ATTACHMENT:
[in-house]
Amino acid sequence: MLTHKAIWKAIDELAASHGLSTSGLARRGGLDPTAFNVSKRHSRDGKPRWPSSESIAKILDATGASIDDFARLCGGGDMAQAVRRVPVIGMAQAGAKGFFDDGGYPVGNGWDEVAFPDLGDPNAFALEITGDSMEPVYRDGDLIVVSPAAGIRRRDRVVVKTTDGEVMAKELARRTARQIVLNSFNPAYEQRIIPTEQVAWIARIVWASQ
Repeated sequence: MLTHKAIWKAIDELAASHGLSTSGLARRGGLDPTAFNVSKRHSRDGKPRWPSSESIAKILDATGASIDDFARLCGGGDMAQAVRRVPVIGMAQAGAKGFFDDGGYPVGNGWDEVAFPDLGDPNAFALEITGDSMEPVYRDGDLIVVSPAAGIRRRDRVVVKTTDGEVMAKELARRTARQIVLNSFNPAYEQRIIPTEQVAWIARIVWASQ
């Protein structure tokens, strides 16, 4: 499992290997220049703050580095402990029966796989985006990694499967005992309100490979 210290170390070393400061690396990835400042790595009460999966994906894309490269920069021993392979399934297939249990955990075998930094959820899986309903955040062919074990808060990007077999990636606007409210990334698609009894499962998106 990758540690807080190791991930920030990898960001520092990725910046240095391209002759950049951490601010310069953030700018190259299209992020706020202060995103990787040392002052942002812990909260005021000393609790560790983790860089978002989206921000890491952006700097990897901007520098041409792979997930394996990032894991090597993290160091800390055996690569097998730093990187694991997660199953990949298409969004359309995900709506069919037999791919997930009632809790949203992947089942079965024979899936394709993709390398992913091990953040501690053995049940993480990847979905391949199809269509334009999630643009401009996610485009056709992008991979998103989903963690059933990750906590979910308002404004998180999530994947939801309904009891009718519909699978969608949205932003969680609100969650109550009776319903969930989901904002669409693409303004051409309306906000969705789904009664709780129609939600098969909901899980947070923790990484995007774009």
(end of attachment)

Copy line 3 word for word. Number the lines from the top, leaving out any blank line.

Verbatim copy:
Repeated sequence: MLTHKAIWKAIDELAASHGLSTSGLARRGGLDPTAFNVSKRHSRDGKPRWPSSESIAKILDATGASIDDFARLCGGGDMAQAVRRVPVIGMAQAGAKGFFDDGGYPVGNGWDEVAFPDLGDPNAFALEITGDSMEPVYRDGDLIVVSPAAGIRRRDRVVVKTTDGEVMAKELARRTARQIVLNSFNPAYEQRIIPTEQVAWIARIVWASQ